Diversity, not division, is the way forward in schools

We can't claim to be a tolerant society when we still segregate our children based on the faith of their parents

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The Independent Online

Could state-funded faith schools be on the way out? Let’s hope so. According to a recent Observer poll, nearly 60 per cent of us said faith schools should lose state funding or be closed down.

I’m with the majority. I grew up in a faith and I see that many religious state schools are leaders in their area. Parents flock to get their children into them, which is totally understandable. You can’t blame them for wanting the best. But you can blame the government for promoting a divisive education system in the first place.

We’re fortunate in this country that we’re free to practice whatever religion we choose, and long may that freedom continue. But religion is a personal choice. It’s not down to the state to promote or fund your beliefs. It is incumbent upon the state to provide education that encourages social cohesion. You can’t do that via segregation.

We claim to be a diverse and tolerant society. Yet we’re happy to divide our children by faith. How does that promote diversity? Yes, some faith schools do teach their pupils about other religions, and that’s only right and correct. But for a real education about others, you can’t beat the experience of mixing with different people, day in, day out.


Crucially, faith schools do a disservice to the faiths and believers themselves. When children of a particular religion flock to their dedicated schools, regular schools in that area have few pupils of that religion. Their pupils don’t get the opportunity to learn and understand what their other religious counterparts are like. This leads to misunderstanding, division and, in some cases, racism.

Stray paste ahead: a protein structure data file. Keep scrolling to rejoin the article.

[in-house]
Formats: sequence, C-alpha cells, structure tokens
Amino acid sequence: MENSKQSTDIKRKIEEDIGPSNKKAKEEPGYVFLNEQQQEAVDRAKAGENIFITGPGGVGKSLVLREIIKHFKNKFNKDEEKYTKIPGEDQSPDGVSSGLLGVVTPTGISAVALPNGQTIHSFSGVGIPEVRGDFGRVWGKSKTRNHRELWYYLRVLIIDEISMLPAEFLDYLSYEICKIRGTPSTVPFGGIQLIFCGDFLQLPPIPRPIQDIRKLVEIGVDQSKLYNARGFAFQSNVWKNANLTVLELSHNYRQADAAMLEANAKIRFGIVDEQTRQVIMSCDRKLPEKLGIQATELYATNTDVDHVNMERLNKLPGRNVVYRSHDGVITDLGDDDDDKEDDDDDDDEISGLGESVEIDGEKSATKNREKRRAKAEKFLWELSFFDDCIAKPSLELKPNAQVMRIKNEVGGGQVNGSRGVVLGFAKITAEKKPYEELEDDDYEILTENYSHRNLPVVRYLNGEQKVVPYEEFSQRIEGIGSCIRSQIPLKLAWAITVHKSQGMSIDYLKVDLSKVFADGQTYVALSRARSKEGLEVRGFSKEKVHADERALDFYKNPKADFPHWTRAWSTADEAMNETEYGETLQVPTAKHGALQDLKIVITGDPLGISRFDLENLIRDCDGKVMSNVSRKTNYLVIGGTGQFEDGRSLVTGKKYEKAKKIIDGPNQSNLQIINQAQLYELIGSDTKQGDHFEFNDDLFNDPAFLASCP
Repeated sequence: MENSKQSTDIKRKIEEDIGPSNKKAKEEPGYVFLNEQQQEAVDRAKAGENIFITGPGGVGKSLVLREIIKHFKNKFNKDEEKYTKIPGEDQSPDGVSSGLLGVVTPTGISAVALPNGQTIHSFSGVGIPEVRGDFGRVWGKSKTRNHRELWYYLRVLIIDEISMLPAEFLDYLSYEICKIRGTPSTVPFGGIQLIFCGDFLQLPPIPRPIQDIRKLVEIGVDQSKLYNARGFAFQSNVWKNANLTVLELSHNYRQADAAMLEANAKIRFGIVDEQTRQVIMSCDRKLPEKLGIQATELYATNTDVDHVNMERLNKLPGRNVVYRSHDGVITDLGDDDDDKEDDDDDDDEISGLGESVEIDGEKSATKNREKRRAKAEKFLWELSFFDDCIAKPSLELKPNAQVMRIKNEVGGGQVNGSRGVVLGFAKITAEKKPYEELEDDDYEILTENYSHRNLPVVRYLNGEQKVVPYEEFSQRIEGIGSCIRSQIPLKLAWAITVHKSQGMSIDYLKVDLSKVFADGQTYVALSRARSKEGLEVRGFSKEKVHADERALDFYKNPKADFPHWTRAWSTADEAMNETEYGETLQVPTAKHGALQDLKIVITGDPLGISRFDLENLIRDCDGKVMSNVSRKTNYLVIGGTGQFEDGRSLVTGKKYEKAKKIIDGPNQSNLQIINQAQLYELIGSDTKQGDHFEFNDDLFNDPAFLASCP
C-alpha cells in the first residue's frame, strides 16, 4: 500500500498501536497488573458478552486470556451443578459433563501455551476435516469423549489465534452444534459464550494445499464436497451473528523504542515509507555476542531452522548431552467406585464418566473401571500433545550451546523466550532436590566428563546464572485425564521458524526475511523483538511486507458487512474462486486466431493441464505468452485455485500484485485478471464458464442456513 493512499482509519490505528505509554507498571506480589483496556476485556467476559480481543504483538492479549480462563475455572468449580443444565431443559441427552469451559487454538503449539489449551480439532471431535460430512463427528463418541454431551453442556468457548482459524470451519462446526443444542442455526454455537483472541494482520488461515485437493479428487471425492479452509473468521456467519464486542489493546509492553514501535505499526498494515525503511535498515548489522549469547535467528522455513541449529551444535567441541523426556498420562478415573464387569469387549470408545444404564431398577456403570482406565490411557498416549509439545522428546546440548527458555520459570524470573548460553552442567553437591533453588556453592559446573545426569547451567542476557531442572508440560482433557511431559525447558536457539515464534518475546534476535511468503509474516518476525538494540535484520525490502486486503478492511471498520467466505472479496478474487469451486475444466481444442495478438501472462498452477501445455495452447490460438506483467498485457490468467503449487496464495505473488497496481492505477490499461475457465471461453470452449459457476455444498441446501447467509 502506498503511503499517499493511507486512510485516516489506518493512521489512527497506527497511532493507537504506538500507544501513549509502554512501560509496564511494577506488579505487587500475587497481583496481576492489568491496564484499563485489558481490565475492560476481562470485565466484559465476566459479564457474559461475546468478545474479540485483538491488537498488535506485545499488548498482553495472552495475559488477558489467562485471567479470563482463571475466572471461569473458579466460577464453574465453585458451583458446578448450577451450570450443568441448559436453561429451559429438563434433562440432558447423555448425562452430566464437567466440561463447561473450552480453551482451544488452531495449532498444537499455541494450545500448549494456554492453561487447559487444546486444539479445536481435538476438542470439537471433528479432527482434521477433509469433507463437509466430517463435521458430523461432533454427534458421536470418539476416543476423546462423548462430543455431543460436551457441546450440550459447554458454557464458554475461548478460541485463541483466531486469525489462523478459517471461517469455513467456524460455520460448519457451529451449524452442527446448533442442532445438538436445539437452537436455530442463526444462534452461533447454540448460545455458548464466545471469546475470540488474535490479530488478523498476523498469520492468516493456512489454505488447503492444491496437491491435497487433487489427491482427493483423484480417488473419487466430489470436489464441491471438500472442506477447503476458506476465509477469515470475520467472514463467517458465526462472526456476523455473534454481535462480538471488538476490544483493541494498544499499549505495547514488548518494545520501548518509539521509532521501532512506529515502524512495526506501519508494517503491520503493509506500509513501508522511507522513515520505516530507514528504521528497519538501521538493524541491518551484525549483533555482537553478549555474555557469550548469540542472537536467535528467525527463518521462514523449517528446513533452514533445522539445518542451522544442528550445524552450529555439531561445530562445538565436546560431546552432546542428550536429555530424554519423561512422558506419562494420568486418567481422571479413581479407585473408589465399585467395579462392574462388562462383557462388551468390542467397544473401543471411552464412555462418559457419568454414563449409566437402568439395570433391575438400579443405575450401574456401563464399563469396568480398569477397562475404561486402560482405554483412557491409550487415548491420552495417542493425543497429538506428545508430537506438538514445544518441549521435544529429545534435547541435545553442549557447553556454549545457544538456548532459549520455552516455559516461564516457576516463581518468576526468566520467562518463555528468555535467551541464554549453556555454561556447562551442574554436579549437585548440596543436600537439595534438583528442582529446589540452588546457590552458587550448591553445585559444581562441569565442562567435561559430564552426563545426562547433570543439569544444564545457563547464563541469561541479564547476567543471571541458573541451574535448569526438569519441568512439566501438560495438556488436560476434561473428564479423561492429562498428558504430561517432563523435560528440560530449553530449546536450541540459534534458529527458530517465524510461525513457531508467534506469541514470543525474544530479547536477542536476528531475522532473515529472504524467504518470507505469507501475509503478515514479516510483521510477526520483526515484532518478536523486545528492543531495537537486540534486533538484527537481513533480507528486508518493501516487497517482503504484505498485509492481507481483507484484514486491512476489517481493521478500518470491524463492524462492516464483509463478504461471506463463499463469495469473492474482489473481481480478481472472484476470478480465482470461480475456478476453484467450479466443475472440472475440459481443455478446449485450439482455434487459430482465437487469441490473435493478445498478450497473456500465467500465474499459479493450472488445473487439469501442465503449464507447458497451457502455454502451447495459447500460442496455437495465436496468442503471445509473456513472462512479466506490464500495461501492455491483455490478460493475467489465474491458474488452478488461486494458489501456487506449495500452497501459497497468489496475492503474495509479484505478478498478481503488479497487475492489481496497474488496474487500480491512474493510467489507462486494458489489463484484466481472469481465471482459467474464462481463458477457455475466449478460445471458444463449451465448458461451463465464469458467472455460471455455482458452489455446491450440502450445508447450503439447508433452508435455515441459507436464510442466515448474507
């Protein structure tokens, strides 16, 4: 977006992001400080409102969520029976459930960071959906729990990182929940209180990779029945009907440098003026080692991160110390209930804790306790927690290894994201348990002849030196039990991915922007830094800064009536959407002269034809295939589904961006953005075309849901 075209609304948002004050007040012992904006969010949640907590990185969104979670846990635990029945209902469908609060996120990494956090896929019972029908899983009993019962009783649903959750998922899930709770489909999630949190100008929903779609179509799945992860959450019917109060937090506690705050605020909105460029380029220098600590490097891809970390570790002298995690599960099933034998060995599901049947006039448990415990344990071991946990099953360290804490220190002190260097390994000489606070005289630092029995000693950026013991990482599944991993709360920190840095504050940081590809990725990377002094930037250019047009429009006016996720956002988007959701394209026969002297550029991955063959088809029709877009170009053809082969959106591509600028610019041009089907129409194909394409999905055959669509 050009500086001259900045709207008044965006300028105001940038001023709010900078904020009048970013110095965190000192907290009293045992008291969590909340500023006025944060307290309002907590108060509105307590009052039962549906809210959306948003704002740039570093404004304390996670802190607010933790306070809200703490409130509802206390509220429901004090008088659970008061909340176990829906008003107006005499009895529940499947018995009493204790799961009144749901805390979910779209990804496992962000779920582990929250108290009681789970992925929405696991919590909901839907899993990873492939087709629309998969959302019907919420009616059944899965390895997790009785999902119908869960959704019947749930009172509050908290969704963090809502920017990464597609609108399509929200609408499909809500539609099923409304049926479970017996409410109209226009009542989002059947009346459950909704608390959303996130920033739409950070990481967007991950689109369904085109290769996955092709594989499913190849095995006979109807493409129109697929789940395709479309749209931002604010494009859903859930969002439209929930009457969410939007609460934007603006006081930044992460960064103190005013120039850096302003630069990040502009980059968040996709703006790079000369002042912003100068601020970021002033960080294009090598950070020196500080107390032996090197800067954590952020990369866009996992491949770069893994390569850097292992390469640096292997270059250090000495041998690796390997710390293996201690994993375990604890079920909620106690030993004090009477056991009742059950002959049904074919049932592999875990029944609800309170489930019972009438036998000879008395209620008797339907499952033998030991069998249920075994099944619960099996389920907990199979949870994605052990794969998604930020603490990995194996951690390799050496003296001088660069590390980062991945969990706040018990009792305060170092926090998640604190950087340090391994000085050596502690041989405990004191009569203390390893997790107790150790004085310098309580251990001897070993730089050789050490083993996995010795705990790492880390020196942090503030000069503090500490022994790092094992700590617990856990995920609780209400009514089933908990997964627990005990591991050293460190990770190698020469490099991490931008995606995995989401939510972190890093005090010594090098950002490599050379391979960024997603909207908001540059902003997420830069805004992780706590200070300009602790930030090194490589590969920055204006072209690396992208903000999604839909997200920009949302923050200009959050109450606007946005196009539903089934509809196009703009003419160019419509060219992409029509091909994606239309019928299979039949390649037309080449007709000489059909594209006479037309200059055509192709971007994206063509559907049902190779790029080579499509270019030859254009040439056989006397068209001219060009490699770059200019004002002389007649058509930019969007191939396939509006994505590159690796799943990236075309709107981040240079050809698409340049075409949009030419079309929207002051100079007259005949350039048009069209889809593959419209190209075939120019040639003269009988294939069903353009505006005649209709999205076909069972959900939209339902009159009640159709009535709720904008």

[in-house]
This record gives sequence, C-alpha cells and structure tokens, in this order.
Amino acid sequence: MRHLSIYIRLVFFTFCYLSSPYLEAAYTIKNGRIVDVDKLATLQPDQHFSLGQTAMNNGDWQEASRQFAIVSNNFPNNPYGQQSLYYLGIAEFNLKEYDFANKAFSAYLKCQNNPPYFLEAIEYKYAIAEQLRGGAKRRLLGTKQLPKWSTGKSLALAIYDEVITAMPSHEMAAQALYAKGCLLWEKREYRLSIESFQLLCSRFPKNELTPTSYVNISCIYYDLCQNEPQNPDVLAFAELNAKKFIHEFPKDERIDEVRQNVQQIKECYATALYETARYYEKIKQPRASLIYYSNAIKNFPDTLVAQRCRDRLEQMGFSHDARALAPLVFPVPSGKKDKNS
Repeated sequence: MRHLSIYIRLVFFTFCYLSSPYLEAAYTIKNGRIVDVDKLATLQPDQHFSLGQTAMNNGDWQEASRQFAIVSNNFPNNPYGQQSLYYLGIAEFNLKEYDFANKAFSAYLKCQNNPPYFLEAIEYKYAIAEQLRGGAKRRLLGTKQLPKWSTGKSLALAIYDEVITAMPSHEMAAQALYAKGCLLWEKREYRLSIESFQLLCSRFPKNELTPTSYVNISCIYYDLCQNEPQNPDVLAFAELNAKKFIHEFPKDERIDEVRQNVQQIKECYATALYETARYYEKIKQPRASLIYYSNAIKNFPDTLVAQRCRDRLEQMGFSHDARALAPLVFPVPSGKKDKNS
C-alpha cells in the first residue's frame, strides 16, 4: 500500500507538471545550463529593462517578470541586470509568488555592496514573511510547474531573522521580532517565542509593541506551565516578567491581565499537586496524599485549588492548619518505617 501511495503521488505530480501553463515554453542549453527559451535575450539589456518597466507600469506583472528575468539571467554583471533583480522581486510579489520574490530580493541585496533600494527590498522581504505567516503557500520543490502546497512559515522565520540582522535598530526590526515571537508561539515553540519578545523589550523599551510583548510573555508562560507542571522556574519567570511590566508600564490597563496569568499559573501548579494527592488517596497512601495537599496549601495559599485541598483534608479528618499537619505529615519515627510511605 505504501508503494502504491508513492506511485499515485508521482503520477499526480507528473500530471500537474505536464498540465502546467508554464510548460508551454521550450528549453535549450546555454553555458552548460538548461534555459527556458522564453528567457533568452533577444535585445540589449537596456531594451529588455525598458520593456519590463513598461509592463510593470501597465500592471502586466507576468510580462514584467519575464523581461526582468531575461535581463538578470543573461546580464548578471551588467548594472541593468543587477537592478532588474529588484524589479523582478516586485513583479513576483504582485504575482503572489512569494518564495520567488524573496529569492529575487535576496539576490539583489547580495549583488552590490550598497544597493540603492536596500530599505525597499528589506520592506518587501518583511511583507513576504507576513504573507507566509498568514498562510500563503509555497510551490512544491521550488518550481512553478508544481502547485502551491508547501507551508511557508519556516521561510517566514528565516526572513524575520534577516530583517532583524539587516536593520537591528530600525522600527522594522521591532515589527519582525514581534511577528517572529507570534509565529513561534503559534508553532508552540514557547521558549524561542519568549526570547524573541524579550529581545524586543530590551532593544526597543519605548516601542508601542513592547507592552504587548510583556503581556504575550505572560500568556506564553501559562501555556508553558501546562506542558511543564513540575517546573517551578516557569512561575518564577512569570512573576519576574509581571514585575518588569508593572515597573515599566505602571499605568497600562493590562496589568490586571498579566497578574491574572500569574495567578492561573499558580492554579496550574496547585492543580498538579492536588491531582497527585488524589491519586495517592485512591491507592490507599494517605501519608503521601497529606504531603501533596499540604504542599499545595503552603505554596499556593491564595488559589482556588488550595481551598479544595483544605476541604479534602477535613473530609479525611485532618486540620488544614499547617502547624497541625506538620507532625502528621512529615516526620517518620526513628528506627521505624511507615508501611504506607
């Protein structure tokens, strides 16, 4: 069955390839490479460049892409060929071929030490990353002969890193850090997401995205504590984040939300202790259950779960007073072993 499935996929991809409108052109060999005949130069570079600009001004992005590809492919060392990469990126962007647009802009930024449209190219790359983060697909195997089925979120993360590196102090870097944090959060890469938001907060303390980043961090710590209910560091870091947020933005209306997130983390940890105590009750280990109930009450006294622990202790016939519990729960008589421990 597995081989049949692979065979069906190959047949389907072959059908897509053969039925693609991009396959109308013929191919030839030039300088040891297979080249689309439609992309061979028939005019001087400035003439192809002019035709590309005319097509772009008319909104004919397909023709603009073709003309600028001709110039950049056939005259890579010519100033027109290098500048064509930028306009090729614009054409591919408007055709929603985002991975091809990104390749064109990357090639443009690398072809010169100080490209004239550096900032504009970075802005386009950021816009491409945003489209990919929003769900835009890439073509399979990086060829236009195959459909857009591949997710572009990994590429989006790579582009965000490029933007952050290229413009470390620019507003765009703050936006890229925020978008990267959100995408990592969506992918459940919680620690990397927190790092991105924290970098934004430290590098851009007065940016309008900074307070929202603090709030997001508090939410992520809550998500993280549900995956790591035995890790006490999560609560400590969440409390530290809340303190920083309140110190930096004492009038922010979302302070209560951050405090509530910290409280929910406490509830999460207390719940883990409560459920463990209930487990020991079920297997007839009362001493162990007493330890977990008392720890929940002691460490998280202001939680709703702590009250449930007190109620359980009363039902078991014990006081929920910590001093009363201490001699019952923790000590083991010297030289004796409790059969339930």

What makes this all even more ridiculous is that by working the system, you can get your kids into a faith school even if you couldn’t give two hoots about the man upstairs. Many parents choose faith schools for their focus on discipline and values as well as quality education. These are all things that can, and should be, offered in a secular setting. We need to remove the faith aspect and work towards all schools being of a high standard.

It’s not down to the state to create divides based on religion among pupils too young to discern the situation for themselves. For a fully integrated society, children of all faiths should mix together.